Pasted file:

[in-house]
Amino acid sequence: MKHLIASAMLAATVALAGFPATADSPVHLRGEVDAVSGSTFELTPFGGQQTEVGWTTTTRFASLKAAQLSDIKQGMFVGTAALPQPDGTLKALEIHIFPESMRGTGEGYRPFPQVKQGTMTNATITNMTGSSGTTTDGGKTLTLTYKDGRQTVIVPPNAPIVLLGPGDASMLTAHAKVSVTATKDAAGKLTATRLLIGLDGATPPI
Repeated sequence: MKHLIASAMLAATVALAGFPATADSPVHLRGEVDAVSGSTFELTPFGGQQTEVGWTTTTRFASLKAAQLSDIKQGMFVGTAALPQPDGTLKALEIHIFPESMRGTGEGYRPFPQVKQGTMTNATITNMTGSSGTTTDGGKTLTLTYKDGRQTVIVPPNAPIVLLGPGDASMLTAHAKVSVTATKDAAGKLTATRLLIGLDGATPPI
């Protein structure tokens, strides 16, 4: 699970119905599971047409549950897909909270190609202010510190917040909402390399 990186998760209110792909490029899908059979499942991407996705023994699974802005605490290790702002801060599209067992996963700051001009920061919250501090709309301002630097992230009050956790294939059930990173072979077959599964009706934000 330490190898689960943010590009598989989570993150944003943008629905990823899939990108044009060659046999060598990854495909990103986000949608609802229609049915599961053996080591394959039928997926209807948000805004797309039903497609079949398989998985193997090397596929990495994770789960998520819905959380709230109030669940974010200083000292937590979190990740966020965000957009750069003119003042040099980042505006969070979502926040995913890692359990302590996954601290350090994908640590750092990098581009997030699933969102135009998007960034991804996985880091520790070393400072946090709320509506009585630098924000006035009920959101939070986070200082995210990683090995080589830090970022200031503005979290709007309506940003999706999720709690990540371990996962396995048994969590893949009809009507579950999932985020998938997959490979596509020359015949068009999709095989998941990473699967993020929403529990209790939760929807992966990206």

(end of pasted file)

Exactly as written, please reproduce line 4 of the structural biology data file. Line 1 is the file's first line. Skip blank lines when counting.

């Protein structure tokens, strides 16, 4: 699970119905599971047409549950897909909270190609202010510190917040909402390399 990186998760209110792909490029899908059979499942991407996705023994699974802005605490290790702002801060599209067992996963700051001009920061919250501090709309301002630097992230009050956790294939059930990173072979077959599964009706934000 330490190898689960943010590009598989989570993150944003943008629905990823899939990108044009060659046999060598990854495909990103986000949608609802229609049915599961053996080591394959039928997926209807948000805004797309039903497609079949398989998985193997090397596929990495994770789960998520819905959380709230109030669940974010200083000292937590979190990740966020965000957009750069003119003042040099980042505006969070979502926040995913890692359990302590996954601290350090994908640590750092990098581009997030699933969102135009998007960034991804996985880091520790070393400072946090709320509506009585630098924000006035009920959101939070986070200082995210990683090995080589830090970022200031503005979290709007309506940003999706999720709690990540371990996962396995048994969590893949009809009507579950999932985020998938997959490979596509020359015949068009999709095989998941990473699967993020929403529990209790939760929807992966990206």